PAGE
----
Around the time that my interest in the theatre developed in the early 1980s, there seemed to be a general resurgence in interest in staging the English Jacobean plays of the early 1600s. Within a few years I was able to see productions of such plays as John Webster’s The White Devil, Cyril Tourneur’s The Revenger’s Tragedy, Thomas Middleton ‘s A Chaste Maid in Cheapside, Middleton and William Rowley’s The Changeling and John Ford’s ‘Tis Pity She’s a Whore.
To me, as to others, the plays’ mixing of sex and violent death was undoubtedly part of their attraction. The plots of most of the above involve promiscuity, adultery, murder, corruption, deception and hypocrisy within aristocratic Italian or Spanish (ie Catholic) families.
Webster’s The Duchess of Malfi is one play which has maintained popularity, judging by the fact that during the past few months I have been able to see it three times : just revived by Shakespeare’s Globe Theatre and televised on BBC4, live at the Edinburgh Fringe in a production by UCLU Runaground and in a 1972 BBC version currently available on You Tube.
The performances in that 1972 version are slowly and precisely delivered, with appropriate pauses, powerfully evoking how plotting, betrayal and treachery progresses while the characters appear to observe the correct niceties of behaviour. For example, the scene of the first attraction between the Duchess and the lower-class Antonio, their anxiety and nervousness fighting against desire, is marvellously done.
The newer BBC4 version tended to be brisker. This may say something about the greater challenge of delivering a dense text complete on stage compared to recording with the benefit of editing and multiple takes. Another factor is that almost certainly the younger generation of actors will have had less experience of this sort of allusive metaphorical verse. The 1972 cast includes many who continued after this to have careers which were distinguished and widely ranged : Eileen Atkins as the Duchess, plus Michael Bryant, T.P. McKenna and Charles Kay. In contrast, the publicity for the 2014 version concentrated on their Duchess, Gemma Arterton, probably because she had been in James Bond and St Trinian’s films – although her performance here is perfectly fine. Sean Gilder, who had just appeared in the very different The Selfish Giant, is also highly competent in the key role of villain-victim Bosola.
There are moments of comedy and irony in the play, and you will always notice these more often in a live performance, but I did feel that James Gardon, playing the Cardinal at the Globe , does sometimes veer too far in that direction.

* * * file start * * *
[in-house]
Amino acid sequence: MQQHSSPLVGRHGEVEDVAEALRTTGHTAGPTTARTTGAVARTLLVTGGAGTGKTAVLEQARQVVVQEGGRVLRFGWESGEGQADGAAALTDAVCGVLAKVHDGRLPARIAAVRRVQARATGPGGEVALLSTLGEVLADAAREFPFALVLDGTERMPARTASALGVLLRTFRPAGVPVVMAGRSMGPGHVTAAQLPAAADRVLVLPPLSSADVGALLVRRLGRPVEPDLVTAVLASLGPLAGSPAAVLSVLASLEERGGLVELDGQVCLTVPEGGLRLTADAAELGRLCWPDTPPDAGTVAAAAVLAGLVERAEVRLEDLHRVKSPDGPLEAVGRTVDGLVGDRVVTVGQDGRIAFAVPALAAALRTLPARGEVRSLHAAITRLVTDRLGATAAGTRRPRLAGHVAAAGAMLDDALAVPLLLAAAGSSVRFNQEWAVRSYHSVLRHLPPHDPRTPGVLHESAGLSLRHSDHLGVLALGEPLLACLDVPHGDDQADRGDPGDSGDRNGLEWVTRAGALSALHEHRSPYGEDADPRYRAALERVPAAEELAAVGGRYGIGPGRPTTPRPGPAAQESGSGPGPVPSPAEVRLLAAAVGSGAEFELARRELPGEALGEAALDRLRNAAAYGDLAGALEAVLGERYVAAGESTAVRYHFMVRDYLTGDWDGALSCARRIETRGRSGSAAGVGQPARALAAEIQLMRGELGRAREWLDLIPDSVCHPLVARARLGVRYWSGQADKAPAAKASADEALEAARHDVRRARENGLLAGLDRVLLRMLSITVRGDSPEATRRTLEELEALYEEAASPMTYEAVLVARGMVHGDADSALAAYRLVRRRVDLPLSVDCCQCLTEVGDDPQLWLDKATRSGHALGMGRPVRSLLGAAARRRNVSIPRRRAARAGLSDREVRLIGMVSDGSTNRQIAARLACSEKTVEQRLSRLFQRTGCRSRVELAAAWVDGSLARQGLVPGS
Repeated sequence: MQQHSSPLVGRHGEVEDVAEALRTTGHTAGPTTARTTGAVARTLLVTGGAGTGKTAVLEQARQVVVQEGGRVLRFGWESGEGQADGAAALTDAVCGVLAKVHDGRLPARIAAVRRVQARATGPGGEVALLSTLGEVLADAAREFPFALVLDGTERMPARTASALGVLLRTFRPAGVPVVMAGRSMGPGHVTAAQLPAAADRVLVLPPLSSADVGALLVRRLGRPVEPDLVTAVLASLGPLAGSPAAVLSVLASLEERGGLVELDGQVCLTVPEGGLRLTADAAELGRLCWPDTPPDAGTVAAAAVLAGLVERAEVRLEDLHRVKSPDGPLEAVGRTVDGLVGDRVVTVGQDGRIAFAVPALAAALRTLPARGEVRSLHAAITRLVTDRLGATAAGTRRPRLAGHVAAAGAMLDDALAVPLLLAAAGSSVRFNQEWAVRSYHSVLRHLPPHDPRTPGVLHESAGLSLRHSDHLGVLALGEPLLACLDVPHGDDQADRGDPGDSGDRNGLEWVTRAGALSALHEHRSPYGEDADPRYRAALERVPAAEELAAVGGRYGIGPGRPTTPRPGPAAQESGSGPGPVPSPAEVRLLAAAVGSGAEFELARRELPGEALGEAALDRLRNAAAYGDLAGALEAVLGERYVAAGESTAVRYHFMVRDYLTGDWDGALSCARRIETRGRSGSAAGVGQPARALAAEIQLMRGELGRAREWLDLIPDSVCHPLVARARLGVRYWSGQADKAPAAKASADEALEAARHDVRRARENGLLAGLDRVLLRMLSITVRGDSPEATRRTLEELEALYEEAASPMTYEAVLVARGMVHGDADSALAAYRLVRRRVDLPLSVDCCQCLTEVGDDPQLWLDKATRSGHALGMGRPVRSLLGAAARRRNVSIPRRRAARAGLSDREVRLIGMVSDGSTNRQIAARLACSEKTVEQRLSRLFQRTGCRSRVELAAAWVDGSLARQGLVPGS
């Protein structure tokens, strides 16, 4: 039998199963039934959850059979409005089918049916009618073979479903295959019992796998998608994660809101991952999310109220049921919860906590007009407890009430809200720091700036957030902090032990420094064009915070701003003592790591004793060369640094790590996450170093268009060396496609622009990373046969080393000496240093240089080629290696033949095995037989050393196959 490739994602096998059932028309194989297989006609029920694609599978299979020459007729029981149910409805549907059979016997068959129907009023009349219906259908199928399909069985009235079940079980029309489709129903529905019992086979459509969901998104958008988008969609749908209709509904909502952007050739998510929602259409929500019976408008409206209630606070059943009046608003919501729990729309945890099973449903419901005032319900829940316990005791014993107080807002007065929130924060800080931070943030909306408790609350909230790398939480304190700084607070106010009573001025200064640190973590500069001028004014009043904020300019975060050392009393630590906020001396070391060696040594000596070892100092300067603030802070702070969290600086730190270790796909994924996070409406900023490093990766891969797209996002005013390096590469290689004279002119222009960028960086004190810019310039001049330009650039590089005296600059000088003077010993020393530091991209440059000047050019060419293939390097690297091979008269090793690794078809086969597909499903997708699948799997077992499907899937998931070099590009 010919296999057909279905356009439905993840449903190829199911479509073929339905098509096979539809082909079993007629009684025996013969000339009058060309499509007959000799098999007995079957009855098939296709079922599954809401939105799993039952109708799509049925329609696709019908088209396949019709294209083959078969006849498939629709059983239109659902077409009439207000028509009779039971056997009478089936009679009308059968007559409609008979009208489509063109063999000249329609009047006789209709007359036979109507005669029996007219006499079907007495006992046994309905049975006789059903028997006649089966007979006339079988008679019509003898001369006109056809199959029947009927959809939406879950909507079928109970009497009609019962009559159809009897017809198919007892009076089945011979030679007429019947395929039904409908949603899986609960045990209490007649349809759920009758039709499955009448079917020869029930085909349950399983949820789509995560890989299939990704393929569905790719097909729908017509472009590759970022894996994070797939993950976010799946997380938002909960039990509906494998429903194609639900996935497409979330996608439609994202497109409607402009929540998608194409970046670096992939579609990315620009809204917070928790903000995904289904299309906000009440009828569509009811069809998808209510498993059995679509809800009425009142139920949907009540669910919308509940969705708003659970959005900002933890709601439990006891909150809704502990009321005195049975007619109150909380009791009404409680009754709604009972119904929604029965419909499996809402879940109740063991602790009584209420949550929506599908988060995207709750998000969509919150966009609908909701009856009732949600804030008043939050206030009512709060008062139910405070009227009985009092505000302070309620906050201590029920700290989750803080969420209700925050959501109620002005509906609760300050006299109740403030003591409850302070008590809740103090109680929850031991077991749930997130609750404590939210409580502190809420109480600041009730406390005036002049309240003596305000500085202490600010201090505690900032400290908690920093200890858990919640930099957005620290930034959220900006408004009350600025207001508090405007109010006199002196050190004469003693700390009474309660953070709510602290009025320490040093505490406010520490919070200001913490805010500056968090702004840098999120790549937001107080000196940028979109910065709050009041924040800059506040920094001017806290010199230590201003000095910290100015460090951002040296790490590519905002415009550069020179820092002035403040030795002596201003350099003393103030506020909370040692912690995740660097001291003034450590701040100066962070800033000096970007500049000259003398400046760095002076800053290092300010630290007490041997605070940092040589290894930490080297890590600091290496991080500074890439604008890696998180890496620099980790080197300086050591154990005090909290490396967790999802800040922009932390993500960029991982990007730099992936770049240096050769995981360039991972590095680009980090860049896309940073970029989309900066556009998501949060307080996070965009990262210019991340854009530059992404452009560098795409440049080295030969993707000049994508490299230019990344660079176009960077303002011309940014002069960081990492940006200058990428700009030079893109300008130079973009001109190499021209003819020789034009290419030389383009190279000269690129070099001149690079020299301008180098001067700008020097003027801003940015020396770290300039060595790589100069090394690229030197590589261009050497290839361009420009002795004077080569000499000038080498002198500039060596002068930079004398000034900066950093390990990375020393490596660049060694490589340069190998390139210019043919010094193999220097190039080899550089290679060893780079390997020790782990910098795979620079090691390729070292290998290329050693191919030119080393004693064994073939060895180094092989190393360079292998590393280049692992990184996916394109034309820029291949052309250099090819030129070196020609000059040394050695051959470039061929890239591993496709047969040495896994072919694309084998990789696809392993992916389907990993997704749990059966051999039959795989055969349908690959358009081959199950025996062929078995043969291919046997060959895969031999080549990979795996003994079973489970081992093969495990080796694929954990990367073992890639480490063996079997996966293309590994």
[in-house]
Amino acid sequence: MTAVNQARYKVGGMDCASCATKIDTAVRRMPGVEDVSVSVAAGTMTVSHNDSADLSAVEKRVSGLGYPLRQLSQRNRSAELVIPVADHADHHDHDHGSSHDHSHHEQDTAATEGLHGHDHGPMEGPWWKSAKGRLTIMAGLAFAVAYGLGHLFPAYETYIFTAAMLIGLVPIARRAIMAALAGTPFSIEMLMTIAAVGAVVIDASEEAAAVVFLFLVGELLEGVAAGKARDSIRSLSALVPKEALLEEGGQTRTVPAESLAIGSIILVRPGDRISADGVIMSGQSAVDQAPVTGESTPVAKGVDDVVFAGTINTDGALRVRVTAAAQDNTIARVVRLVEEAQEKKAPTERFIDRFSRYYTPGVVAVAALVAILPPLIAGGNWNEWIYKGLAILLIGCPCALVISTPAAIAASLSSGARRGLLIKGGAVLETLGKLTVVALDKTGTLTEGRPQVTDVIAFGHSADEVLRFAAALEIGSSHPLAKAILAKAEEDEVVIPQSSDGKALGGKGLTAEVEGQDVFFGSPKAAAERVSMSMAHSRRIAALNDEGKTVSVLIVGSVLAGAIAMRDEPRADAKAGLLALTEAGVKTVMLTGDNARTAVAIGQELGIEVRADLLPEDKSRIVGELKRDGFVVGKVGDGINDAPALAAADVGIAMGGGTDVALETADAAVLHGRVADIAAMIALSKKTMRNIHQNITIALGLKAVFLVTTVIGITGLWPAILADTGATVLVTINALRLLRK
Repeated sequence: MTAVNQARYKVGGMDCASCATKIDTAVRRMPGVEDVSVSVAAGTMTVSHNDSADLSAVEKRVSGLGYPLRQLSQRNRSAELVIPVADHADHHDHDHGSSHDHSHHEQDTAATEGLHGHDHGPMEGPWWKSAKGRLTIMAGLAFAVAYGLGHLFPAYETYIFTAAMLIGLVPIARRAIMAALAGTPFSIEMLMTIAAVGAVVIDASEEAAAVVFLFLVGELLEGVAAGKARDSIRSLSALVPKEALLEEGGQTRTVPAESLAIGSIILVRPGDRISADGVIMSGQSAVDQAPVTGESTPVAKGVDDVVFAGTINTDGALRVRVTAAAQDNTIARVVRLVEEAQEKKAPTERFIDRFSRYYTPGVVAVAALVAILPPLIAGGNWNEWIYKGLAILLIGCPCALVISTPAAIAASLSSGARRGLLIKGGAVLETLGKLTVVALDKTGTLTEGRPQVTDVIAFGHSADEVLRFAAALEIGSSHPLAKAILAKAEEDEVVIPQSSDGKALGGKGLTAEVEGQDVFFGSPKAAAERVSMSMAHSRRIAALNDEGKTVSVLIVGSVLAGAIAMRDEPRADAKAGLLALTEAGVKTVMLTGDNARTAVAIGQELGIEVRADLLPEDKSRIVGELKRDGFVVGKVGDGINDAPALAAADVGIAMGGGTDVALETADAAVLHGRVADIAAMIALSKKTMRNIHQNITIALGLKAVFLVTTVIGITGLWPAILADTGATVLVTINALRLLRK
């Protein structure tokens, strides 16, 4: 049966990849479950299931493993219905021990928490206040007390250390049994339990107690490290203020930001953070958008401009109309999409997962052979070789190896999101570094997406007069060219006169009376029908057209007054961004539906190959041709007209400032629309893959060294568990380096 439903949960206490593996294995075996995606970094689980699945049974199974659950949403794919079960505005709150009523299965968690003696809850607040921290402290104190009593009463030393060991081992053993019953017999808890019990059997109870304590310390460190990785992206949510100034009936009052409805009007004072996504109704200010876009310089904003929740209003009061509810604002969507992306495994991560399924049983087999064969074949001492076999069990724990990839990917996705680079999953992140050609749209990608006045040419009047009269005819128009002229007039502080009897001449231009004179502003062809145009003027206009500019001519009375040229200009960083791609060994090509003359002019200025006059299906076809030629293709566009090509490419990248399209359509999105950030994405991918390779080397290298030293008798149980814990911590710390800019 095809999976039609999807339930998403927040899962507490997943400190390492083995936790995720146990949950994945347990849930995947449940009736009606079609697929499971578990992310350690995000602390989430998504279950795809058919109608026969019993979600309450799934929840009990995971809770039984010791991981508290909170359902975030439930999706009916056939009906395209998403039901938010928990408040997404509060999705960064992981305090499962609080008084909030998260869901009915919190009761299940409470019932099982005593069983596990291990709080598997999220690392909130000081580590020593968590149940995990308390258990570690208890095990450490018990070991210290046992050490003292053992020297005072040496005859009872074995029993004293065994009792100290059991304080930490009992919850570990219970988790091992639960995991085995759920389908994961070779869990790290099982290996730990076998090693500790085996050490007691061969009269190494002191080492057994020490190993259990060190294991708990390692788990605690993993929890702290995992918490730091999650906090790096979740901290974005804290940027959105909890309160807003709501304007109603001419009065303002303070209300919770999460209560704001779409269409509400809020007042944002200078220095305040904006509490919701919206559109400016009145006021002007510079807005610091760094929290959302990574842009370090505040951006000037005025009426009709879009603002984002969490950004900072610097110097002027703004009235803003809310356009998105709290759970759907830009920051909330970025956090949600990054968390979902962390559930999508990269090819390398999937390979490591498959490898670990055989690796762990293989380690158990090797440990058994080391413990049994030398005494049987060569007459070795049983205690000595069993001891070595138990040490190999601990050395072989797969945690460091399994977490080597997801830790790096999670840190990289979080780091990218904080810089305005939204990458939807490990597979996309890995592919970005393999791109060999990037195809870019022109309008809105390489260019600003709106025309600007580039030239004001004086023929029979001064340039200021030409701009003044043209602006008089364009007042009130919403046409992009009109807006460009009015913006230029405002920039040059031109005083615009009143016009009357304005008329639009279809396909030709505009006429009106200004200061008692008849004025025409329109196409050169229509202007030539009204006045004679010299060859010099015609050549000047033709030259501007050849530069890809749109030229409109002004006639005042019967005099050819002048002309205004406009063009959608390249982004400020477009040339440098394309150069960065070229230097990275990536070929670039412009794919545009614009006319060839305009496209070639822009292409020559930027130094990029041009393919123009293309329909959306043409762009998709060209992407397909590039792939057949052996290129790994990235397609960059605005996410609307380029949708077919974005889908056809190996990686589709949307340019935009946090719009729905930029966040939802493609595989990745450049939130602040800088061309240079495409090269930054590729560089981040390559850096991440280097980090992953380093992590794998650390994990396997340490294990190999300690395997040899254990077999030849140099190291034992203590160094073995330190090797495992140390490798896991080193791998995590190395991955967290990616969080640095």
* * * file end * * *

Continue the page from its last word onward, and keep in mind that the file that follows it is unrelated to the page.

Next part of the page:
I recall that there was a TV fashion during the 1970s for performing classic plays in period buildings and outdoors, and this was such an example. According to IMDB it was filmed at Chastleton House in Oxfordshire, which is now in the care of the National Trust. The latter’s website says that it was owned by “an increasingly impoverished family” until 1991, which may explain why they might have been keen to let it out for a TV production. A large number of spaces are used, indoors and out. It looks and sounds brilliant around the actors in their period costumes, although there is little in James MacTaggart’s production which would not have worked equally well in a London TV studio.
This version was not part of the BBC’s long-running Play of the Month although it now looks identical. It appears to have been part of another series called Stage 2 which might have been a strand of more “adult” plays, or more “adult” treatments, since here we actually see the Cardinal in bed with his married lover Julia, and she is shown unclothed in a couple of brief shots. In contrast, the 2014 stage production shows Julia always fully clothed and, unsurprisingly, the 17th century stage directions give no suggestion that she should not be fully dressed.
Only in the ending is Dominic Dromgoole’s Globe staging a bit unusual. The dead characters rise up and enter into a sequence of uneasy movements which suggest a film being rewound. Perhaps the point is that the tragedy we have witnessed is the consequence of a plan which might have been carried out quite differently; perhaps also to remind us that several murders have just taken place without damaging the glossy surface of the ducal court.
Both these productions perform the text fully. The UCLU Runaground company, in contrast, reduced it to 90 minutes, although that is still a substantial length for a serious drama at the Fringe these days. Although confined to a tiny basement space, their staging worked well, and the young cast performed capably. The design was suitably black, symbolising formal religion as well as death and tragedy. From memory a wooden confessional box was a part of the stage set and some plainchant and church bells were successful elements of the sound. Certainly their publicity drew attention to the theme of religious hypocrisy with a photo of a crucifix lying across a scantily clad bosom.
Ford’s ‘Tis Pity She’s a Whore is strictly a Caroline drama rather than Jacobean, since it was written in the later reign of King Charles rather than that of King James, but it presents a similar story in a similar way to The Duchess of Malfi. A BBC version of ‘Tis Pity directed in 1980 by future Oscar nominee Roland Joffé transferred the setting, as I recall, from hot dissolute Renaissance Italy to cool amoral Victorian England. Its excellent cast included Kenneth Cranham, Cherie Lunghi and Tim Pigott-Smith and I hope one day to see it screened again.